• When I travel abroad to work, the client will be billed for all work that is/was planned after I have taken off. There are no exceptions to this.
  • Let’s say a meeting was supposed to start at 14.00 and starts at 14.20. If the meeting goes on for one hour, ie until 15.20, I bill for one hour and twenty minutes. If the meeting lasts till 15.00, the client is billed for one hour.
  • All work cancelled the same day depends on the amount of time that I have been working with the client. Veteran clients are somewhat accommodated; new clients pay full fare. I do not close my eyes when clients cancel willy nilly on the day of my work. It may say something is very wrong with the relationship.
  • As far as my being delayed or cancelling work, I am always at the client site 30 minutes early. I never cancel unless ill.
  • Delays due to illness or security threats are never billed.

As relationships develop the quality of the relationship with the client replaces the contract, and financial damage due to delays and cancellations are solved more naturally in the framework of an ongoing mutually beneficial relationship.

 

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Why try to mitigate pain instead of rolling with the punches?

Recently I have been reading yet again about an esoteric subject-this time about how boxers deal with pain.

I was driven to this subject by my grandson who is very, very good at judo. Recently, he had to get his mouth stitched. Faced with my questioning and worry, he told me that his training includes coping with pain, and to an extent, even enjoying it because “judo is also about enduring pain, and even reaching a stage where it does not bother you all that much”.

I went on to read quite a bit about the brutal Thrilla in Manilla, as well as as what it feels like taking punches from the hardest of hitters (Tyson, Foreman, Marciano). I also read what it feels like during the month after you have been knocked out.

These were great reads, because of both the pride and “working through” that boxers experience as they absorb the punishment that they take with such grace and acceptance.

Of course, enduring pain should not become an ideology. I suffer from chronic back pain (my height and genetics) and I do not like it when told that I need to embrace pain instead of taking a Aleve.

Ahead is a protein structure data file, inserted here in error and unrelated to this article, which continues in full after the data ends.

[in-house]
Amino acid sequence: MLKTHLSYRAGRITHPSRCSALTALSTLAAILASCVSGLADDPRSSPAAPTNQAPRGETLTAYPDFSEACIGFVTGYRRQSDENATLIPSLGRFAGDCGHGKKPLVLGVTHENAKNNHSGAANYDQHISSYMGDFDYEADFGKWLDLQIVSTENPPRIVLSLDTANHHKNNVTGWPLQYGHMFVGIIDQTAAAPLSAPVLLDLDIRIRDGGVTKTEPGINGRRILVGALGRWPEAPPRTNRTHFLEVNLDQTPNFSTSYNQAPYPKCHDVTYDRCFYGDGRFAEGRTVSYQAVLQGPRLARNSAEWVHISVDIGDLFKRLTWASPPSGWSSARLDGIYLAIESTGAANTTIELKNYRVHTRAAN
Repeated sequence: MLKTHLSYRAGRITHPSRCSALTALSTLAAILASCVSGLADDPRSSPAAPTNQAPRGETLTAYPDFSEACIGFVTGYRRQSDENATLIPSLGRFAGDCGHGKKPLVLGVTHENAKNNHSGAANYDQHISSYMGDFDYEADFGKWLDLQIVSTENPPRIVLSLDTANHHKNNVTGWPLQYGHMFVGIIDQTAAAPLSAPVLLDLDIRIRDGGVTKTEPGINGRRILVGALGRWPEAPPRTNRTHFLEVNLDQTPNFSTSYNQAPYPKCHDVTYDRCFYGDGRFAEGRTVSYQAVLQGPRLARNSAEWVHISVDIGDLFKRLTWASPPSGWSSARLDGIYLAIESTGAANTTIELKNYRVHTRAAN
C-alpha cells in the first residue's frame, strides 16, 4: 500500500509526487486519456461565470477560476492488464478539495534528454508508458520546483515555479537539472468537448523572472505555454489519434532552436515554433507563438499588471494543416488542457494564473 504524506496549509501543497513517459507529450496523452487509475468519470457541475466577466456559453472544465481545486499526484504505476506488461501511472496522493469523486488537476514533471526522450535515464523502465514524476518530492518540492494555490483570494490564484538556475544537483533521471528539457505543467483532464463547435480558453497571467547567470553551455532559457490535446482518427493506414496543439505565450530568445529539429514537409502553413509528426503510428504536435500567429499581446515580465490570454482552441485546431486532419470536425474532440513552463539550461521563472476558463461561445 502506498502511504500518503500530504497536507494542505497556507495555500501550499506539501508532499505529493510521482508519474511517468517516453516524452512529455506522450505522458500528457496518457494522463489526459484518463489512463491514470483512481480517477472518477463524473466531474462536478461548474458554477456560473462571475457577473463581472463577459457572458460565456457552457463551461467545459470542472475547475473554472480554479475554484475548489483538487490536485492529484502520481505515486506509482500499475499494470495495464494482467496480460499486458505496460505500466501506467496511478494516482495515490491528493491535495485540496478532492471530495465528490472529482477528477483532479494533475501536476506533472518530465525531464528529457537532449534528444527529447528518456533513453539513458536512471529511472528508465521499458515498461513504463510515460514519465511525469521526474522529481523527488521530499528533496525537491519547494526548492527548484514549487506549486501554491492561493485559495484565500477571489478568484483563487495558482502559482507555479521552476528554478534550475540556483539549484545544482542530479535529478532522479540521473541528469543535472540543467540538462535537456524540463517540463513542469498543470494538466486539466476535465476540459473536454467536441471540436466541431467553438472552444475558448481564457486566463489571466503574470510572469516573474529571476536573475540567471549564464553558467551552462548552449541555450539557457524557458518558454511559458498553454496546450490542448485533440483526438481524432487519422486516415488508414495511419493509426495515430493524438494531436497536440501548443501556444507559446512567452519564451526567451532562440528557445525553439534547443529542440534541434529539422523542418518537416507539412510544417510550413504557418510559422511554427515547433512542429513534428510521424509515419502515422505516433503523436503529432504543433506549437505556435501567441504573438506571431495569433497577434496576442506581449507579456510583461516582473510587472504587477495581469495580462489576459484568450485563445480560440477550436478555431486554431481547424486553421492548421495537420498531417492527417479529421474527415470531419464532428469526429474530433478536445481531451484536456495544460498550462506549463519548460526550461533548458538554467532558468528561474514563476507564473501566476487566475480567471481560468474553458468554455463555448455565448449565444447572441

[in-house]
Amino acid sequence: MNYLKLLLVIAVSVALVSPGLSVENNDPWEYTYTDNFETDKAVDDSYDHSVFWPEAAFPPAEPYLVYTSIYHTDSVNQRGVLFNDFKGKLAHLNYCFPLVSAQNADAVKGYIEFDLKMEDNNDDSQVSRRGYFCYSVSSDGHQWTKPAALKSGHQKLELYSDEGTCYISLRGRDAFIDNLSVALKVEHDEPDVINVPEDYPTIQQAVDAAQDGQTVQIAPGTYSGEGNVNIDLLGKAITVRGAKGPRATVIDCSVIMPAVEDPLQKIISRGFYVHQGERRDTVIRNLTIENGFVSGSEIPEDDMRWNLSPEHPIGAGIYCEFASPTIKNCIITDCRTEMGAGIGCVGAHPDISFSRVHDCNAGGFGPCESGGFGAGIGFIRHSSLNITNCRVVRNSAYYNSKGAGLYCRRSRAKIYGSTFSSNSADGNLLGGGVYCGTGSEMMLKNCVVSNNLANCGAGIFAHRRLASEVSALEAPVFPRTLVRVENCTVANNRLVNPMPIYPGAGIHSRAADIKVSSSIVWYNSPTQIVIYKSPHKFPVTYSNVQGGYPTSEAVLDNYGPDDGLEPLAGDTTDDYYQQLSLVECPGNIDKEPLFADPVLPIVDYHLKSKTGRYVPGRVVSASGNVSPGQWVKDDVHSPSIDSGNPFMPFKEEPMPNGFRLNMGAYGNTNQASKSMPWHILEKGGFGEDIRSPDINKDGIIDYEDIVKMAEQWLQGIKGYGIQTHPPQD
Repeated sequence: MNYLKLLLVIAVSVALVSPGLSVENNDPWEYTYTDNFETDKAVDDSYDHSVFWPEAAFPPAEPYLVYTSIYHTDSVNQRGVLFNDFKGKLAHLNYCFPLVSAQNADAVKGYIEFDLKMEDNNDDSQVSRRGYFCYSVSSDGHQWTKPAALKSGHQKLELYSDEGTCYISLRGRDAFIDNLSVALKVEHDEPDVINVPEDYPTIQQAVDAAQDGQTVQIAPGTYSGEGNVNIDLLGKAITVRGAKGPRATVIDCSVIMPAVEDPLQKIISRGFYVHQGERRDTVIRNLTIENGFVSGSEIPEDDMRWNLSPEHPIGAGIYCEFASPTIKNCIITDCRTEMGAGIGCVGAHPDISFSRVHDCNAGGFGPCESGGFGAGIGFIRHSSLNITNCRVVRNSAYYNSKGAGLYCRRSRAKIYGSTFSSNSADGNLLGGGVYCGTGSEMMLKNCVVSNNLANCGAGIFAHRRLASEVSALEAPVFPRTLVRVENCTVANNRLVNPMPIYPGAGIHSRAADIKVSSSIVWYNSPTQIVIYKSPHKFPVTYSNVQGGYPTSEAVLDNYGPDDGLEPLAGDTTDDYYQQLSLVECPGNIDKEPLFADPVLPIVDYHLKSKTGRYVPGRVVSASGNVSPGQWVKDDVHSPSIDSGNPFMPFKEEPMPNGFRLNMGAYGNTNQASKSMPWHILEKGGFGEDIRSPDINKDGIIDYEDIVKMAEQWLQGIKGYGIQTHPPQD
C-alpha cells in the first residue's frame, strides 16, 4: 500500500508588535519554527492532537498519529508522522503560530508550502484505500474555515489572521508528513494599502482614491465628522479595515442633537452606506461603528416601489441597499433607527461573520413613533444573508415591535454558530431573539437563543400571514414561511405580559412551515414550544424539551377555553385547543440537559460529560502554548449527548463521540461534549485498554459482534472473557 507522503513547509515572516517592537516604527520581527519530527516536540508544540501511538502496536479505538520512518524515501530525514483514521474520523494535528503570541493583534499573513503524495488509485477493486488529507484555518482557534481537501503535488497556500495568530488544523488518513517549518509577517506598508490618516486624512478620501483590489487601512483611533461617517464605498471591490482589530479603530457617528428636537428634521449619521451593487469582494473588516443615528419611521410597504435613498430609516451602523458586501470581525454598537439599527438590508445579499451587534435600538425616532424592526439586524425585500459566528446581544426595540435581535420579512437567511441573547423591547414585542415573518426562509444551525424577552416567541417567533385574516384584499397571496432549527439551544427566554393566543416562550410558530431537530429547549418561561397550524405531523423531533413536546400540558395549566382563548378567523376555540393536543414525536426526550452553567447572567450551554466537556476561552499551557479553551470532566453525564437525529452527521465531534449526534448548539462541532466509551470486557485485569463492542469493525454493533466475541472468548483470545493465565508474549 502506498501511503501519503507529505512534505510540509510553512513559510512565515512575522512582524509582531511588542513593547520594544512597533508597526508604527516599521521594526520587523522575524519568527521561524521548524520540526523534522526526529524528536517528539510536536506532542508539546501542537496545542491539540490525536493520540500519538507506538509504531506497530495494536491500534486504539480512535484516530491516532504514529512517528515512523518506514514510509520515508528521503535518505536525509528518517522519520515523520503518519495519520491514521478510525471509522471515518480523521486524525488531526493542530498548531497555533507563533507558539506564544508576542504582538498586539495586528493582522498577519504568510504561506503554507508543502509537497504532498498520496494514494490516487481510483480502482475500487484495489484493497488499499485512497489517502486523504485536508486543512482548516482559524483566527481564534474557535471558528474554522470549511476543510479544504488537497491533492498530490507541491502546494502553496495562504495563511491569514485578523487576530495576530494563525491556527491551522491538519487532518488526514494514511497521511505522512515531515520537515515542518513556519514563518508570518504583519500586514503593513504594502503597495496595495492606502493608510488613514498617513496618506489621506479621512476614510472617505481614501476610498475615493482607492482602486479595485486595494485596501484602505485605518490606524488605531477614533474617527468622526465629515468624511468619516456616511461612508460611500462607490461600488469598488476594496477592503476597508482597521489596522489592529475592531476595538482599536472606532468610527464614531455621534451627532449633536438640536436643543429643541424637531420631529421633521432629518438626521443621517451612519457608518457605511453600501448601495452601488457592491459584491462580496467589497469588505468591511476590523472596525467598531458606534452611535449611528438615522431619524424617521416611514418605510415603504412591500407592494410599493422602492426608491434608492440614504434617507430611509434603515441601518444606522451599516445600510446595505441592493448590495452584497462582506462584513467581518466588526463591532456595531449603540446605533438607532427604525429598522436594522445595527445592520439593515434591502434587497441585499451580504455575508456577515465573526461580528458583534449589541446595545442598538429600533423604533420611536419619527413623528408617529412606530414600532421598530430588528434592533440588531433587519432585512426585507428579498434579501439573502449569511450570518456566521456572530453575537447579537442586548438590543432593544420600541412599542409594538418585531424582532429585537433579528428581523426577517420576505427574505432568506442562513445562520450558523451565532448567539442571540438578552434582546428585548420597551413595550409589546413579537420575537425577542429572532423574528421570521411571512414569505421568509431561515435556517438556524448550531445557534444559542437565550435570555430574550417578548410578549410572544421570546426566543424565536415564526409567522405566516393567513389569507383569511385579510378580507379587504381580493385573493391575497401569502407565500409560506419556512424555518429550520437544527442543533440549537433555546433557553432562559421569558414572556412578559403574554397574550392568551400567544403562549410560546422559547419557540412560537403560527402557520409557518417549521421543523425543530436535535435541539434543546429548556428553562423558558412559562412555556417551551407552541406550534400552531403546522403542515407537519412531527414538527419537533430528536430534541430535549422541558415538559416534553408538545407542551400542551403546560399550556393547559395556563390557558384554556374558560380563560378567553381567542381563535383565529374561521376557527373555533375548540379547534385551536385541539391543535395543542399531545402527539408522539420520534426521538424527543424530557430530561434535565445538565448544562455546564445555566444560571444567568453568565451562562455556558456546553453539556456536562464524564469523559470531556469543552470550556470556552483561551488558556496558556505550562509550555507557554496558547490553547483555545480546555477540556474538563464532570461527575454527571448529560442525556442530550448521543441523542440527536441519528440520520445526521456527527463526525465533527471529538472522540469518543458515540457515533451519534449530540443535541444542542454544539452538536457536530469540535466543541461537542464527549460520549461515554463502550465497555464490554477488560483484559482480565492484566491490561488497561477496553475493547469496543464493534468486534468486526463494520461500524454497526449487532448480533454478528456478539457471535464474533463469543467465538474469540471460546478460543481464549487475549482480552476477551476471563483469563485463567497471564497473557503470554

While enduring pain is not an ideology, it sure is a necessity especially in organizations; unfortunately, OD does not give pain appropriate focus.

There are imho several reasons for our professions’ misguided attempts to mitigate pain:

  • There are built in conflicts between individual and the organizational needs that cannot be resolved. We are often hired to make that inevitable pain disappear.
  • Mutual dependencies in organizations are often unfulfilled, and are unfulfilled by design. (build fast and build cheap). We are often hired to pretend that teamwork is a cure for unfullfilled dependencies.
  • Technology enables people to communicate far faster than they can act, causing massive overload and burn out. OD has a whole tool kit to “apparently” improve communication, which often does not address the source of the pain-we cannot deal with so much information coming our way so fast.

And that is just the beginning of the list.

Attempts to mitigate the pain, also called wellness, engagement or some other fancy fad, try to plaster over the pain, deny it, and can worsen it. As a result, some OD interventions (stress management) are seen as bullshit, or a derivative thereof.

Pain has a function. Feel it, roll with the punches, and don’t make it go away.

It’s there for a reason. Look the reason with honesty and see what can be done. Don’t try to fool people with snake oil.

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Hybrid Teams-some ugly truths

Before I get beaten up, I’d better clarify that I have worked with hybrid teams since they existed. Multi-time zone teams, in situ and at home, Japanese and Israeli; Australians and Singaporeans; Chinese and a CBC (Canadian born Chinese)  founded companies in Vancouver-I’ve been everywhere.

Different people have different genetic weaknesses; so do different breeds of dogs. My senior dog George, for example, suffers from epilepsy. Most poodles do. His hind legs ain’t so good. That is common for a 14 year old dog. It is built into his genetic code. Various types of teams also have certain special types of weaknesses.

In this brief post, I want to share the unique types of troubles facing hybrid teams, with a special emphasis on teams where some people are in an office and others are working from home.

  1. The people in the actual meeting room will generally  be more involved than those at home.
  2. Those at home will be more distracted and tend to play around with their mobile and and lose track of what is going on.
  3. There may be less active discussion about contentious  issues in hybrid teams, but there may be less committment to decisons made. Often feigned commitment initially goes unnoticed in hybrid teams.